When the chemistry is just right
Pharmaceutical king Sir Allen McClay is nowhere near retiring says Eoghan Williams
WHEN the Queen made Sir Allen McClay a CBE, he declined to travel to Buckingham Palace to pick up the gong, insisting instead that one of Her Majesty's Minions make the presentation in his office on an industrial estate in Craigavon, Co Armagh.
That was the year before McClay cut his ties with Galen, the women's healthcare company he founded and went on to float for £1bn (€1.4bn).
Though his personal wealth is now put at €450m, it is a fair bet that the office where he received the CBE was no flashier than the rather standard one he shares today. McClay's somewhat 'functional' office overlooks the car park where there is -- quite deliberately -- no space reserved for the Chairman's 1996 Renault Safran.
A decade ago, Galen -- the pharmaceutical company McClay founded the year before the Troubles took hold -- became the first business in Northern Ireland to be valued at £1bn. McClay feels the flotation changed the company's emphasis from long-term scientific research to the "madness [of] preparing quarterly results and satisfying the needs of shareholders".
Galen subsequently bought US rival Warner Chilcott and then focussed its attention firmly on expanding away from Ireland and growing in the US. McClay, then approaching his 70th birthday, did not like the direction things were going and decided to step down in 2001. Though now officially a zillionaire, retirement was not an option.
"I don't like caviar, and champagne gives me flatulence. I could have bought a big yacht, but I hate boats. I could have gone off to an island in the sun, but I hate the sun. I do play golf, but if I retired I would get on a bar stool and shorten my life," he says.
He claims his main luxury is trying to keep his partner in clothes -- "She is a first class professional when it comes to shoes and handbags".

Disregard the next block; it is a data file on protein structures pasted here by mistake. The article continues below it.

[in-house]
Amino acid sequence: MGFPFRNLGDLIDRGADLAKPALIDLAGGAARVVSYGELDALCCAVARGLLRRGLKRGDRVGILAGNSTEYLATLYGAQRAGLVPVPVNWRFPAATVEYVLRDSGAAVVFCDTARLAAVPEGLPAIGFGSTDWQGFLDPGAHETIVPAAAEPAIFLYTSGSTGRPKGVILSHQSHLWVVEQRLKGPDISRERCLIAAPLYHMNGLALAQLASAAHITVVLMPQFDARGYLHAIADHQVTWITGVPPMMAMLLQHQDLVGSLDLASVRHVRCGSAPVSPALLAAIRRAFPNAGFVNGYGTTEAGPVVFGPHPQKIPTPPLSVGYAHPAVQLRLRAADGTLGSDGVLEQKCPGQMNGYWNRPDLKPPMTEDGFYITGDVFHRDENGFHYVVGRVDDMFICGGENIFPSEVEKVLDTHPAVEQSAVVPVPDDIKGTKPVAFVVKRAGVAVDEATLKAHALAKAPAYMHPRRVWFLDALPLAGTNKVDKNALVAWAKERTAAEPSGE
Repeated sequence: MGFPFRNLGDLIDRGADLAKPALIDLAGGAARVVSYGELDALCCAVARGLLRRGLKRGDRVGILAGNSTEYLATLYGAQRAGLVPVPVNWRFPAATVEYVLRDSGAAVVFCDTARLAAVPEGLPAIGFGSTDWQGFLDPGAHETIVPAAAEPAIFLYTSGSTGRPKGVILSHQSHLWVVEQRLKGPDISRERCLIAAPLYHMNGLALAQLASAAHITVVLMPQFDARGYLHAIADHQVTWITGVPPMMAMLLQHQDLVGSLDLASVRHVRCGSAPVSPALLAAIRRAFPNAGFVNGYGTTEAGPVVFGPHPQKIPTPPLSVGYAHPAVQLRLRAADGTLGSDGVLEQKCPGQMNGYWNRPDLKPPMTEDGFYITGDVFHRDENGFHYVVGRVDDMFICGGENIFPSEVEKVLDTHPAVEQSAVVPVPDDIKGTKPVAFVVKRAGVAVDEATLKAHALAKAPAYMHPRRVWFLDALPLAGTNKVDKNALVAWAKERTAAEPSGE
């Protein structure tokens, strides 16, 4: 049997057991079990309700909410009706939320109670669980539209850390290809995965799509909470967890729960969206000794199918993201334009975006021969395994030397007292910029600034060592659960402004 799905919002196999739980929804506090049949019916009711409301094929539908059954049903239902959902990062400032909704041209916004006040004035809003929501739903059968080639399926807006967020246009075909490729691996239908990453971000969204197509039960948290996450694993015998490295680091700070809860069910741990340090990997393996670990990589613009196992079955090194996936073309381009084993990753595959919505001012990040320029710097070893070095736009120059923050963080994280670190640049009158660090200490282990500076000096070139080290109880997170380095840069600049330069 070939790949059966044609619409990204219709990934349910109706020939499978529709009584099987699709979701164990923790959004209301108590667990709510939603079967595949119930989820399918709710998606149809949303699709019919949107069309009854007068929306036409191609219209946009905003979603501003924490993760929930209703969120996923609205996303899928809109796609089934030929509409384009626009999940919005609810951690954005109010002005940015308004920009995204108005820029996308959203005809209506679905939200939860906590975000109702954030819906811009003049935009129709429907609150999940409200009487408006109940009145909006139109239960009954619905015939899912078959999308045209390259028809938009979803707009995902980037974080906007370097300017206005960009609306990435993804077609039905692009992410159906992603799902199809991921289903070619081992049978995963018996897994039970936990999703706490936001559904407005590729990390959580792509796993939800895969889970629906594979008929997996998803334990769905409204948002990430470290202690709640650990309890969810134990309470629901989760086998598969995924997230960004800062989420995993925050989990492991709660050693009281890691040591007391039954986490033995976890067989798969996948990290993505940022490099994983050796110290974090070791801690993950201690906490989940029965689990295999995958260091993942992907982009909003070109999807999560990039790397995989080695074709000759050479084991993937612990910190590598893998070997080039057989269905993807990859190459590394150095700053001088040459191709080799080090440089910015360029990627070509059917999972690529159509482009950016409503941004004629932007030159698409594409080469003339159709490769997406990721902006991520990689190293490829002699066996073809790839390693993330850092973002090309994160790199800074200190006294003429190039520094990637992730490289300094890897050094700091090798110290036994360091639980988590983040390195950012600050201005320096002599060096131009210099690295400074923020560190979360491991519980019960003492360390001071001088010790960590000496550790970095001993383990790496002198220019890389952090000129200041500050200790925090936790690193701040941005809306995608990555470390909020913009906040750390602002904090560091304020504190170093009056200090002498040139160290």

When he opens the floor-to-ceiling drinks cupboard beside his desk, a few Brown Thomas bags are certainly in evidence, but what stands out is the magnum bottle of 1979 Chateau Petrus Bordeaux. McClay says it is worth over €2,000. For one of Ireland's richest men it seems a small luxury. McClay is in fact an exceedingly modest man, convinced that many rich people "pretend to be happy", but he is not a man without a sense of showmanship. He gets up from the interview to open the corresponding refreshments cupboard of his CEO, Alan Armstrong. It, by contrast, is stuffed with family packs of cheap crisps and twix bars, with a teapot and cups neatly stacked on a tray.
Self catering was the order of the day when McClay left Galen on September 31, 2001 and on October 1, 2001 he rented a small unfurnished unit on an industrial unit in the shadow of where he had founded Galen back in 1968. He wasn't sure what his next business venture would be, but his main motivating factor was not to let down the talent he had built up in Craigavon.
"The people I had worked with had been my family since 1968, and now they were being scattered to the four winds.
Almac Sciences was established in January 2002, with McClay using the bulk of his fortune to plough into the new business and buy back arms of Galen. He says the science is now well beyond him and that his biggest commitment is financial, pointing out that "the only time anybody needs to go down the IPO route is when they don't have the internal resources to do what they want."